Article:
In the past year, natural language models
have become dramatically better at the expense of getting
dramatically bigger. In October of last year, for example, Google
released a model called BERT that passed a long-held
sentence-completion benchmark in the field. The larger version of the model
had 340 million parameters, or characteristics learned from the training
data, and cost enough electricity to power a US household for 50 days just
to train one time through.
Four months later, OpenAI quickly topped it with its model
GPT-2. The model demonstrated an impressive knack for constructing
convincing prose; it also used 1.5 billion parameters. Now, MegatronLM, the
latest and largest model from Nvidia, has 8.3
billion parameters. (Yes, things are getting out of hand.)
AI researchers have grown increasingly worried—and rightly so—about the
consequences of this trend. In June, we wrote about a research
paper from the University of Massachusetts, Amherst that showed
the climate toll of these large scale models. Training BERT, the
researchers calculated, emitted nearly as much carbon as a roundtrip flight
between New York and San Francisco; GPT-2 and MegatronLM, by extrapolation,
would likely emit a whole lot more.
The trend could also accelerate the concentration of AI research into the
hands of a few tech giants. Under-resourced labs in academia or countries
with fewer resources simply don’t have the means to use or develop such
In response, many researchers are now focused on shrinking the size of
existing models without losing their capabilities. Now two new papers,
released within a day of one another, successfully did that to the smaller
version of BERT, with 100 million parameters.
paper from researchers at Huawei produces a model called TinyBERT
that is 7.5 times smaller and nearly 10 times faster than the original. It
also reaches nearly the same language understanding performance as the
original. The second from
researchers at Google produces another that’s more than 60 times smaller,
but its language understanding is slightly worse than the Huawei
version. Read more here.
For more on tiny natural language
·Huawei’s full paper, “TinyBERT: Distilling
BERT for Natural Language Understanding”
·Google’s full paper, “Extreme Language
World’s 1st remote brain surgery via 5G network performed in China Published time: 17 Mar, 2019 13:12 · A Chinese surgeon has performed the world’s first remote brain surgery using 5G technology, with the patient 3,000km away from the operating doctor. Dr. Ling Zhipei remotely implanted a neurostimulator into his patient’s brain on Saturday, Chinese state-run media reports . The surgeon manipulated the instruments in the Beijing-based PLAGH hospital from a clinic subsidiary on the southern Hainan island, located 3,000km away. The surgery is said to have lasted three hours and ended successfully. The patient, suffering from Parkinson’s disease, is said to be feeling well after the pioneering operation. The doctor used a computer connected to the next-generation 5G network developed by Chinese tech giant Huawei. The new device enabled a near real-time connection, according to Dr. Ling. “You barely feel that the patient is 3,000 kilometers away,” he said.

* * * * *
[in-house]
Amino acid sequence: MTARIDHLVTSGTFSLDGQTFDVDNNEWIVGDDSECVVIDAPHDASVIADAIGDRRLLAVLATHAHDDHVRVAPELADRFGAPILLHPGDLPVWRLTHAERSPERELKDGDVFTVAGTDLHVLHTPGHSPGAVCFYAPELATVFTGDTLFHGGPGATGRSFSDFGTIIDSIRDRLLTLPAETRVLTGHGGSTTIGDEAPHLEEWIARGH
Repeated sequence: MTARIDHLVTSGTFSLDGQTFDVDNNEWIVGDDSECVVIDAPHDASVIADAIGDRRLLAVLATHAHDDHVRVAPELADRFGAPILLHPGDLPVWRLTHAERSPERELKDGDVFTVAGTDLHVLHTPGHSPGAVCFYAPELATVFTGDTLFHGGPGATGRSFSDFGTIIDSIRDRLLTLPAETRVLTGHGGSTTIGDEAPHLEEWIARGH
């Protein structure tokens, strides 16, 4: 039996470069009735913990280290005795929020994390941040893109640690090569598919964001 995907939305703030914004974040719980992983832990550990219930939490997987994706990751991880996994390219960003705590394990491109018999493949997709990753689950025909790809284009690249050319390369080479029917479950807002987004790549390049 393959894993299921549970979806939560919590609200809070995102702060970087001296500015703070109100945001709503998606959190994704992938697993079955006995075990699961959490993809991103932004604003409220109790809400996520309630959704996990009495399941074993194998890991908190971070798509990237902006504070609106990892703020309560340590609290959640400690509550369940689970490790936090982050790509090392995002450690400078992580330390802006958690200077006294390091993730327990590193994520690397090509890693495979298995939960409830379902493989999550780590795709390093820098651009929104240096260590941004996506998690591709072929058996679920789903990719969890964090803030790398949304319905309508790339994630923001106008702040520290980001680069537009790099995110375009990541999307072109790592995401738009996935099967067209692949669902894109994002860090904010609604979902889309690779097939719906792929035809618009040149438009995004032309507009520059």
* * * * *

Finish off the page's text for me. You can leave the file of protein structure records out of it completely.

Visualizing The Power Of The World's Supercomputers BY TYLER DURDEN FRIDAY, JAN 21, 2022 - 04:15 AM A supercomputer is a machine that is built to handle billions, if not trillions of calculations at once. Each supercomputer is actually made up of many individual computers (known as nodes) that work together in parallel. A common metric for measuring the performance of these machines is flops , or floating point operations per second . In this visualization, Visual Capitalist's Marcus Lu uses November 2021 data from TOP500 to visualize the computing power of the world’s top five supercomputers. For added context, a number of modern consumer devices were included in the comparison. Ranking by Teraflops Because supercomputers can achieve over one quadrillion flops, and consumer devices are much less powerful, we’ve used teraflops as our comparison metric. 1 teraflop = 1,000,000,000,000 (1 trillion) flops. Supercomputer Fugaku was completed in March 202
Too Much Power to the People? A Food Safety Site Tests the Limits Several national chain restaurants have been the target of complaints on IWasPoisoned.com since the site began in 2009. By KEVIN ROOSE FEB. 13, 2018 Dan Laptev, an electronics analyst, was making his way through the Charlotte, N.C., airport this month when he stopped at Starbucks for a light dinner — a ham-and-cheese sandwich and a cup of hot chocolate. He ate, drank, boarded his flight and got home. And that’s when the trouble started. Mr. Laptev spent much of that night hunched over the toilet with a violently upset stomach. Suspecting his Starbucks meal as the source of his ills, he sent a complaint through the company’s website, but got only an automated form email back. So he did the next best thing: He logged on to his computer and went to IWasPoisoned.com, a website that allows users to post reports of food poisoning, and submitted his saga. “I wanted to let people know to stop eating at Star